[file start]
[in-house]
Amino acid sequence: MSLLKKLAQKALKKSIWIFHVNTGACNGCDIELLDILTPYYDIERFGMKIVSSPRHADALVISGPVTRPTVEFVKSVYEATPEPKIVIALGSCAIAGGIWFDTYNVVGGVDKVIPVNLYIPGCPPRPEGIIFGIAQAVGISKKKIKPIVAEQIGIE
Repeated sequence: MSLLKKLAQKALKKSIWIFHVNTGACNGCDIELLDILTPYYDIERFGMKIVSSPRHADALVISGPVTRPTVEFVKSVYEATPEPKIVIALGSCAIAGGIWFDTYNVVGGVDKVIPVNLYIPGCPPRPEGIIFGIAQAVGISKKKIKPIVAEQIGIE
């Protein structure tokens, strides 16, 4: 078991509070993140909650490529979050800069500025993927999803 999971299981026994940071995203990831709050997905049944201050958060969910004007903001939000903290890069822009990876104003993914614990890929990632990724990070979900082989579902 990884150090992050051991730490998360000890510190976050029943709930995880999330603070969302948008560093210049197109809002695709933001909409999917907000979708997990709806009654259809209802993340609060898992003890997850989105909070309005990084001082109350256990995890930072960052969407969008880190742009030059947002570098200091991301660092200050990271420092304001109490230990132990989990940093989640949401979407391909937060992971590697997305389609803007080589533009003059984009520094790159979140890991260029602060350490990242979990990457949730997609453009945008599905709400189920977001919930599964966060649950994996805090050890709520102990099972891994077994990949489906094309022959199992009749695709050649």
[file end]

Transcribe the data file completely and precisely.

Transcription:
[in-house]
Amino acid sequence: MSLLKKLAQKALKKSIWIFHVNTGACNGCDIELLDILTPYYDIERFGMKIVSSPRHADALVISGPVTRPTVEFVKSVYEATPEPKIVIALGSCAIAGGIWFDTYNVVGGVDKVIPVNLYIPGCPPRPEGIIFGIAQAVGISKKKIKPIVAEQIGIE
Repeated sequence: MSLLKKLAQKALKKSIWIFHVNTGACNGCDIELLDILTPYYDIERFGMKIVSSPRHADALVISGPVTRPTVEFVKSVYEATPEPKIVIALGSCAIAGGIWFDTYNVVGGVDKVIPVNLYIPGCPPRPEGIIFGIAQAVGISKKKIKPIVAEQIGIE
């Protein structure tokens, strides 16, 4: 078991509070993140909650490529979050800069500025993927999803 999971299981026994940071995203990831709050997905049944201050958060969910004007903001939000903290890069822009990876104003993914614990890929990632990724990070979900082989579902 990884150090992050051991730490998360000890510190976050029943709930995880999330603070969302948008560093210049197109809002695709933001909409999917907000979708997990709806009654259809209802993340609060898992003890997850989105909070309005990084001082109350256990995890930072960052969407969008880190742009030059947002570098200091991301660092200050990271420092304001109490230990132990989990940093989640949401979407391909937060992971590697997305389609803007080589533009003059984009520094790159979140890991260029602060350490990242979990990457949730997609453009945008599905709400189920977001919930599964966060649950994996805090050890709520102990099972891994077994990949489906094309022959199992009749695709050649």